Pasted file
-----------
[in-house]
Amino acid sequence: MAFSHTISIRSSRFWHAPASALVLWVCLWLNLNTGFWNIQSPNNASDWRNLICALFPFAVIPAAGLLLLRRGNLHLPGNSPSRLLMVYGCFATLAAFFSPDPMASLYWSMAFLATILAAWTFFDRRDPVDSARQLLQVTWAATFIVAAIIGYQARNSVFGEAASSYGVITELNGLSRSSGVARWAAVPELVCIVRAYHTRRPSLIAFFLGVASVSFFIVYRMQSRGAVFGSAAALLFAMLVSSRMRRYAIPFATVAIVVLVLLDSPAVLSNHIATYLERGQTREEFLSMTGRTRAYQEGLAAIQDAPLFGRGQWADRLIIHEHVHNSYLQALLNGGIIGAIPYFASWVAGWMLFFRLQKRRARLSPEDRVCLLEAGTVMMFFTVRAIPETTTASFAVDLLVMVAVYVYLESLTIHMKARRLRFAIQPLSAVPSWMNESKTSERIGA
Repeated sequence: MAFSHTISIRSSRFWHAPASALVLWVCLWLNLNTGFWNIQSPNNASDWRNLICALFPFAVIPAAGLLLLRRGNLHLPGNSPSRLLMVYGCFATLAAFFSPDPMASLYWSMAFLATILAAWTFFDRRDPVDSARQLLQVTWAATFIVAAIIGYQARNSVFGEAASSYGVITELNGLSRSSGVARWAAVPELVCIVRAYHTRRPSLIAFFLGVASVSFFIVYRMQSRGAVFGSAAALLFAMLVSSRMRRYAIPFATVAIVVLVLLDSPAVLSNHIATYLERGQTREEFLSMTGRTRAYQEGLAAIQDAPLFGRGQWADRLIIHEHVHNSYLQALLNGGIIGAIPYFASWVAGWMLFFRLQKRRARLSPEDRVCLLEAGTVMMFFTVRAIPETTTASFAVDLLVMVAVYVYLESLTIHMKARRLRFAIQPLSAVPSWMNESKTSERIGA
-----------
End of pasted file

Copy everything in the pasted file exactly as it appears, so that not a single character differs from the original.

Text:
[in-house]
Amino acid sequence: MAFSHTISIRSSRFWHAPASALVLWVCLWLNLNTGFWNIQSPNNASDWRNLICALFPFAVIPAAGLLLLRRGNLHLPGNSPSRLLMVYGCFATLAAFFSPDPMASLYWSMAFLATILAAWTFFDRRDPVDSARQLLQVTWAATFIVAAIIGYQARNSVFGEAASSYGVITELNGLSRSSGVARWAAVPELVCIVRAYHTRRPSLIAFFLGVASVSFFIVYRMQSRGAVFGSAAALLFAMLVSSRMRRYAIPFATVAIVVLVLLDSPAVLSNHIATYLERGQTREEFLSMTGRTRAYQEGLAAIQDAPLFGRGQWADRLIIHEHVHNSYLQALLNGGIIGAIPYFASWVAGWMLFFRLQKRRARLSPEDRVCLLEAGTVMMFFTVRAIPETTTASFAVDLLVMVAVYVYLESLTIHMKARRLRFAIQPLSAVPSWMNESKTSERIGA
Repeated sequence: MAFSHTISIRSSRFWHAPASALVLWVCLWLNLNTGFWNIQSPNNASDWRNLICALFPFAVIPAAGLLLLRRGNLHLPGNSPSRLLMVYGCFATLAAFFSPDPMASLYWSMAFLATILAAWTFFDRRDPVDSARQLLQVTWAATFIVAAIIGYQARNSVFGEAASSYGVITELNGLSRSSGVARWAAVPELVCIVRAYHTRRPSLIAFFLGVASVSFFIVYRMQSRGAVFGSAAALLFAMLVSSRMRRYAIPFATVAIVVLVLLDSPAVLSNHIATYLERGQTREEFLSMTGRTRAYQEGLAAIQDAPLFGRGQWADRLIIHEHVHNSYLQALLNGGIIGAIPYFASWVAGWMLFFRLQKRRARLSPEDRVCLLEAGTVMMFFTVRAIPETTTASFAVDLLVMVAVYVYLESLTIHMKARRLRFAIQPLSAVPSWMNESKTSERIGA